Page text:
Vice-Chancellor, ladies and gentlemen.
I offer our new graduates and their families and friends my warmest congratulations. Today is the climax of the teaching calendar and the culmination of four or five years’ work. I hope you really enjoy your graduation, together with the loyal supporters who have seen you through. The exigencies of professional and family life sometimes make it hard to be thoroughly jubilant. In the domain of sport, by contrast, celebration is never postponed or understated. All this morning’s graduates refrained from tearing off their shirts or climbing into the gallery to embrace their parents, but I trust that a proper degree of exuberance will prevail later on.
Like several working environments that have their own calendars and peculiar formalities, universities are often portrayed as somehow apart from the ‘real world’. But the challenges of facing life’s unevenness and unpredictability are common to wherever we work. I remember being surprised and gratified by the rapturous cheers of a group of American undergraduates at a summer school in Oxford when I was introduced as their tutor in English Romantic literature. How wonderful, I thought, that they are so keen to learn about the poetry of Byron, Keats and Shelley – and indeed they were; they also seemed unusually curious about where I lived in Scotland. ‘What was my house like?’ they asked, a little shyly, in the first week of the seminar. ‘Stone built, so rather draughty,’ I told them. ‘What about my garden?’ they asked, after another week had gone by. ‘A bit of a wilderness,’ I said, ‘but I’m very fond of it.’ ‘And when is it open to the public?’ they asked in the third week. At this point, it became clear that although I had been introduced to them as a Scottish Byronist, they all thought they were being tutored by a Scottish baroness. I will never forget the disappointment in their eyes. To balance out the moments of failure in one’s working life, we need to treasure and share our moments of success on occasions like today.
My work as a Byronist has given me valuable insights into the unique spirit and strengths of students at St Andrews. Firstly, your powers of resilience: Byron writes of ‘The English winter, ending in July/To recommence in August’. Although it is not on your module transcript, all the graduates here have battled their way to lectures and tutorials through at least four Scottish winters (today may or may not add to that tally).
Next, Byron was very good at responding positively to setbacks: when his first book of poems was savaged by reviewers, Byron tells us that he drank three bottles of claret and began an answer. Some of the essays I marked in the last four years suggest that several of you adopted exactly this course of action. You have all, in any case, turned any criticism you received into final essays and dissertations, which have often been a delight to read.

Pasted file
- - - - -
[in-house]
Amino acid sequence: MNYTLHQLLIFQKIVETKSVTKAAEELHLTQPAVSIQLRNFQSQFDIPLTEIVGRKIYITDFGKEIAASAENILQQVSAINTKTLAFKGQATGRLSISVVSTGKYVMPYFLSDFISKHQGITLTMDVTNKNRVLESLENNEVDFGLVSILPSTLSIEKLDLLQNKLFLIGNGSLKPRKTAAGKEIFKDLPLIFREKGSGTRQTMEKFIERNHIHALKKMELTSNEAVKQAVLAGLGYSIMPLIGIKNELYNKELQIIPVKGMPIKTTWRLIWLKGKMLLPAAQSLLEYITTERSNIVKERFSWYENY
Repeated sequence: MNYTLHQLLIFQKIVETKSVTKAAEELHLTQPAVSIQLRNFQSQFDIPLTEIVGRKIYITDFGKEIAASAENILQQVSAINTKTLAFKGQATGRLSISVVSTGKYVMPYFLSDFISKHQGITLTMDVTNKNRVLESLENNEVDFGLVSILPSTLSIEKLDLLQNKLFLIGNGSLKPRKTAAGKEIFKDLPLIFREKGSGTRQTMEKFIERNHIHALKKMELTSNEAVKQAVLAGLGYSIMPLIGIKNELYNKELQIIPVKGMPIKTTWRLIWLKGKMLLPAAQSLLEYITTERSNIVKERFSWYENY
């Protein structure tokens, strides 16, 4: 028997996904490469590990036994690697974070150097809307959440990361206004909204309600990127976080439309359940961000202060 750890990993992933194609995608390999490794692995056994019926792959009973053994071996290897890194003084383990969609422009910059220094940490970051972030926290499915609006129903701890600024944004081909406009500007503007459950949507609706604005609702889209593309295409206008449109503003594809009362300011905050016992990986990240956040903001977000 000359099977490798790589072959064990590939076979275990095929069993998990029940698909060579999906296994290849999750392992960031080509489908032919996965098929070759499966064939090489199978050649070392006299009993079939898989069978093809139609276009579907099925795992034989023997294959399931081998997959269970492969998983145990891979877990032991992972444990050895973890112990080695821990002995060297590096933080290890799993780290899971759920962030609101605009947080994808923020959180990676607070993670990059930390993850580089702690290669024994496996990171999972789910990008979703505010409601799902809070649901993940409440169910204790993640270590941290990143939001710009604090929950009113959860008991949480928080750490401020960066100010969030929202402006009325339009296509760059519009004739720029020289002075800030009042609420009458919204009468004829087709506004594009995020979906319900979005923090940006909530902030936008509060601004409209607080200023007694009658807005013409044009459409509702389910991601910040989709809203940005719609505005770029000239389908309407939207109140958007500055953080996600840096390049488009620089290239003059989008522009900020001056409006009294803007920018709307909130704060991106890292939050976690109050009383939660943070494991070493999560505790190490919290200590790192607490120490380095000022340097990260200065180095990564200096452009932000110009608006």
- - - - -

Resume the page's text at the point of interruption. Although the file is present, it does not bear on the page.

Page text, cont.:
Despite his reputation for hectic carnality, Byron had an impressive intellect. Whatever else he was doing in Venice late in 1816, Byron studied Armenian for several hours a day at the monastery. He did this because he respected the self-discipline of mastering something difficult. You are all masters now of your chosen fields – English, Theology, Divinity, Psychology and Neuroscience. Your degrees mean that you can grapple with conceptually challenging material. Public understanding is increasingly swayed by a culture of immediacy – brash likes or dislikes, the passive consumption of trends, easy inducements. Universities are not immune from these pressures and the world needs educated, independent and adventurous minds, such as yours, for the strenuous work of thinking beyond the next contingency.
Finally – friendship, which, woven with scholarship, is the mantle you will take with you today when the graduation silks are folded back in their boxes. Byron’s domestic life was tempestuous, as domestic life often is, but his university friends lasted a lifetime.
Byron died in 1824 at the age of thirty-six. I sincerely hope that all of you enjoy much longer and equally fulfilling lives. Not many of us inherit a peerage, but we have all gained from the accident of birth that makes it possible to be educated in a relatively peaceful part of the globe. I know that you will cherish (as I do) the privilege of a world-class education in a diverse, stable, tolerant community. A mixture of luck and hard work by you and your parents or guardians brought you here in the first place and has kept us all together for the last four years. Today is a day to be grateful for the luck and to honour and celebrate the hard work.
So congratulations to all of you. Enjoy your day. Be as justly proud of yourselves as we are of you. And – as Byron would say – it has been our fortune to traverse together the fields of chivalry, history, fable and ‘the deep midnight of the mind’; I wish you many a safe and agreeable return.University news